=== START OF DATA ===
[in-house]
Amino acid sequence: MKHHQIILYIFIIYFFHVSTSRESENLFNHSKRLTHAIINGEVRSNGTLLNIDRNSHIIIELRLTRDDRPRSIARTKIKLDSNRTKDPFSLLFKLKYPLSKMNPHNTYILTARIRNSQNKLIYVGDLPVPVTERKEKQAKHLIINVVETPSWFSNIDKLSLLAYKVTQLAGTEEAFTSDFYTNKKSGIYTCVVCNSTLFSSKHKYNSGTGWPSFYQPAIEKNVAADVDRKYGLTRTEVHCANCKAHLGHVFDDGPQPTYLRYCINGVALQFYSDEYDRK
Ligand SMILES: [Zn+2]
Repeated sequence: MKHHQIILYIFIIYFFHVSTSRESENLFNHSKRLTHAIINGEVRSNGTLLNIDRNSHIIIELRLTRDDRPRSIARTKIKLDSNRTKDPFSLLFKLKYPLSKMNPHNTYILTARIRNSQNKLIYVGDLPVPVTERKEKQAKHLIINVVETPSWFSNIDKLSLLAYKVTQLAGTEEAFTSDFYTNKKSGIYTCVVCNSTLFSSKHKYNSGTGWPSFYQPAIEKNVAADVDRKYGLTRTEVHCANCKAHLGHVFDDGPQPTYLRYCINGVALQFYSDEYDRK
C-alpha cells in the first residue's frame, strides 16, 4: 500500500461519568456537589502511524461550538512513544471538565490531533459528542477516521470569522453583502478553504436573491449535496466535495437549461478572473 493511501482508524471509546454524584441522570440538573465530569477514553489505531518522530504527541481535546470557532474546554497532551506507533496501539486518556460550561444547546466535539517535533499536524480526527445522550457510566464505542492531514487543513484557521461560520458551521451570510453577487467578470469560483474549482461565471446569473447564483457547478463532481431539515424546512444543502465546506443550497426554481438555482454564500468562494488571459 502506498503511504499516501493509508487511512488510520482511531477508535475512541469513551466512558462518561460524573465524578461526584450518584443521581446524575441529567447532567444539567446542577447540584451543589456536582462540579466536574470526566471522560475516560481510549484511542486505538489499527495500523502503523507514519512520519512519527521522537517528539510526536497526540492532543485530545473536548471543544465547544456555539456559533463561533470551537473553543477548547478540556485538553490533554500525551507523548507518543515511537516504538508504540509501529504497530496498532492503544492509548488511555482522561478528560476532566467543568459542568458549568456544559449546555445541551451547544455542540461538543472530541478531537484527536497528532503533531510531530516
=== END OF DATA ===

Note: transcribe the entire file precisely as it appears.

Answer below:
[in-house]
Amino acid sequence: MKHHQIILYIFIIYFFHVSTSRESENLFNHSKRLTHAIINGEVRSNGTLLNIDRNSHIIIELRLTRDDRPRSIARTKIKLDSNRTKDPFSLLFKLKYPLSKMNPHNTYILTARIRNSQNKLIYVGDLPVPVTERKEKQAKHLIINVVETPSWFSNIDKLSLLAYKVTQLAGTEEAFTSDFYTNKKSGIYTCVVCNSTLFSSKHKYNSGTGWPSFYQPAIEKNVAADVDRKYGLTRTEVHCANCKAHLGHVFDDGPQPTYLRYCINGVALQFYSDEYDRK
Ligand SMILES: [Zn+2]
Repeated sequence: MKHHQIILYIFIIYFFHVSTSRESENLFNHSKRLTHAIINGEVRSNGTLLNIDRNSHIIIELRLTRDDRPRSIARTKIKLDSNRTKDPFSLLFKLKYPLSKMNPHNTYILTARIRNSQNKLIYVGDLPVPVTERKEKQAKHLIINVVETPSWFSNIDKLSLLAYKVTQLAGTEEAFTSDFYTNKKSGIYTCVVCNSTLFSSKHKYNSGTGWPSFYQPAIEKNVAADVDRKYGLTRTEVHCANCKAHLGHVFDDGPQPTYLRYCINGVALQFYSDEYDRK
C-alpha cells in the first residue's frame, strides 16, 4: 500500500461519568456537589502511524461550538512513544471538565490531533459528542477516521470569522453583502478553504436573491449535496466535495437549461478572473 493511501482508524471509546454524584441522570440538573465530569477514553489505531518522530504527541481535546470557532474546554497532551506507533496501539486518556460550561444547546466535539517535533499536524480526527445522550457510566464505542492531514487543513484557521461560520458551521451570510453577487467578470469560483474549482461565471446569473447564483457547478463532481431539515424546512444543502465546506443550497426554481438555482454564500468562494488571459 502506498503511504499516501493509508487511512488510520482511531477508535475512541469513551466512558462518561460524573465524578461526584450518584443521581446524575441529567447532567444539567446542577447540584451543589456536582462540579466536574470526566471522560475516560481510549484511542486505538489499527495500523502503523507514519512520519512519527521522537517528539510526536497526540492532543485530545473536548471543544465547544456555539456559533463561533470551537473553543477548547478540556485538553490533554500525551507523548507518543515511537516504538508504540509501529504497530496498532492503544492509548488511555482522561478528560476532566467543568459542568458549568456544559449546555445541551451547544455542540461538543472530541478531537484527536497528532503533531510531530516